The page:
In this section, in order to illustrate the effectiveness of the proposed control scheme, consider the nonaffine interconnected nonlinear system with dead zones as where is defined as where , , , and are the state variables and is the system output. and are the output and input of the dead zone nonlinearity, respectively. It is obvious that the system is of nonaffine structure and satisfies Assumptions 1, 4, and 6. By using Theorem 8, the virtual control law, the actual controller, and the adaptive laws are constructed as where , , and . The simulation is run under the initial conditions , and . In the simulation, design parameters are taken as follows: ,, , and .

The simulation results are indicated by Figures 1–4. Figure 1 shows the state variables and of the first subsystems. Figure 2 shows the second subsystems state variables and . Figure 3 displays the control signals and , and Figure 4 shows the response curve of the adaptive parameters and . Apparently, simulation results show that good convergence performances are achieved and all the signals in the closed-loop system are bounded.

#### 5. Conclusion

In this paper, a robust decentralized adaptive neural control approach has been developed for a class of large-scale nonaffine nonlinear systems with dead zones. The proposed decentralized controller can guarantee that all the signals in the closed-loop systems are semiglobally uniformly ultimately bounded in the sense of mean square, and the error signals eventually converge to small neighborhood around the origin. The main advantage of the proposed controller is that the prior knowledge of bounds of dead zone slopes is not required. In addition, only one adaptive parameter needs to be updated online for each -order subsystem. In this way, the computational burden is significantly alleviated. Simulation results have been provided to further illustrate the effectiveness of our results.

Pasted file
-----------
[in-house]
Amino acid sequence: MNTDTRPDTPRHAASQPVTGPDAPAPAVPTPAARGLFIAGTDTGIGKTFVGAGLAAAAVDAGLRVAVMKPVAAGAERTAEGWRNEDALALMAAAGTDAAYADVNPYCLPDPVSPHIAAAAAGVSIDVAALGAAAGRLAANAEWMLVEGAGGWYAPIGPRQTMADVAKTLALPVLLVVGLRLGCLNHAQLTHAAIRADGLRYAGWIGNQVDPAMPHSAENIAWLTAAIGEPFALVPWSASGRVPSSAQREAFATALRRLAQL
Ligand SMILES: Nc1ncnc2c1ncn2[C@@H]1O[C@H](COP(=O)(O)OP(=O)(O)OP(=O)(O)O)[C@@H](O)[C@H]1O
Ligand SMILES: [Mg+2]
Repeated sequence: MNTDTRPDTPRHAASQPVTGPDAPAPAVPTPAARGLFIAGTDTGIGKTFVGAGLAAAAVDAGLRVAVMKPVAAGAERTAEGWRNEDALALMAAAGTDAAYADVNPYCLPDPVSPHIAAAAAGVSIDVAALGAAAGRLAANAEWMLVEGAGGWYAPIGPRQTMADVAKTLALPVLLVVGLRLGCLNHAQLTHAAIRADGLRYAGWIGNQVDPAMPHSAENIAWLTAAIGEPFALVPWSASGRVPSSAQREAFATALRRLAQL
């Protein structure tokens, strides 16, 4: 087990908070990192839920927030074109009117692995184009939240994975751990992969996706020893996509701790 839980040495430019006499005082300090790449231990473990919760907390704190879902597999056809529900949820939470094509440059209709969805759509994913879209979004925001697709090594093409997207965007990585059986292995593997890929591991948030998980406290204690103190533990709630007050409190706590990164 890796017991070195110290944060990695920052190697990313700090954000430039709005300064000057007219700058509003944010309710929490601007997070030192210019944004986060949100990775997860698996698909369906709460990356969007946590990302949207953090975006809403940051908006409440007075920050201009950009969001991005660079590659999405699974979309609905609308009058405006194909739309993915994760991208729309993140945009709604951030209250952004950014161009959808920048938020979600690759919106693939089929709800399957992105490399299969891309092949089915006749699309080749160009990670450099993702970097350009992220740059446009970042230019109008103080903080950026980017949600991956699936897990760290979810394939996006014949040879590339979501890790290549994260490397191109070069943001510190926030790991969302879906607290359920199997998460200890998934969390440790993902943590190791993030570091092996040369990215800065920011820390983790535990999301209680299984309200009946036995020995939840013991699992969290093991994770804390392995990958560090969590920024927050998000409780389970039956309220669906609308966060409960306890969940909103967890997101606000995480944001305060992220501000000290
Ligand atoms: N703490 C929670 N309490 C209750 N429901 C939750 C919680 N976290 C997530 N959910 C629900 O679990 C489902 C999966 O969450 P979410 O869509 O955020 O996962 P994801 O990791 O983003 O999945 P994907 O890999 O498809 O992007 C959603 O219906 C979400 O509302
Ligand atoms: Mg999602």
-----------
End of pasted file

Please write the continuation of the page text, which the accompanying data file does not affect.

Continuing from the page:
There are some problems remaining to be considered, for example, how to generalize the result in this paper to stochastic pure-feedback nonlinear systems with dead zones and how to design an output-feedback adaptive neural controller for original system (1).

#### Conflict of Interests

The authors declare that there is no conflict of interests regarding the publication of this paper.

#### Acknowledgments

This work is partially supported by the Natural Science Foundation of China (61304002 and 61304003), the Program for New Century Excellent Talents in University (NECT-13-0696), the Program for Liaoning Innovative Research Team in University under Grant LT2013023, the Program for Liaoning Excellent Talents in University under Grant LR2013053, the Polish-Norwegian Research Programme operated by the National Centre for Research and 24 Development under the Norwegian Financial Mechanism 2009–2014 in the frame of Project Contract no. Pol-Nor/200957/47/2013, and the Education Department of Liaoning Province under the General Project Research Grant no. L2013424.

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#### Copyright

Copyright © 2014 Huanqing Wang et al. This is an open access article distributed under the Creative Commons Attribution License, which permits unrestricted use, distribution, and reproduction in any medium, provided the original work is properly cited.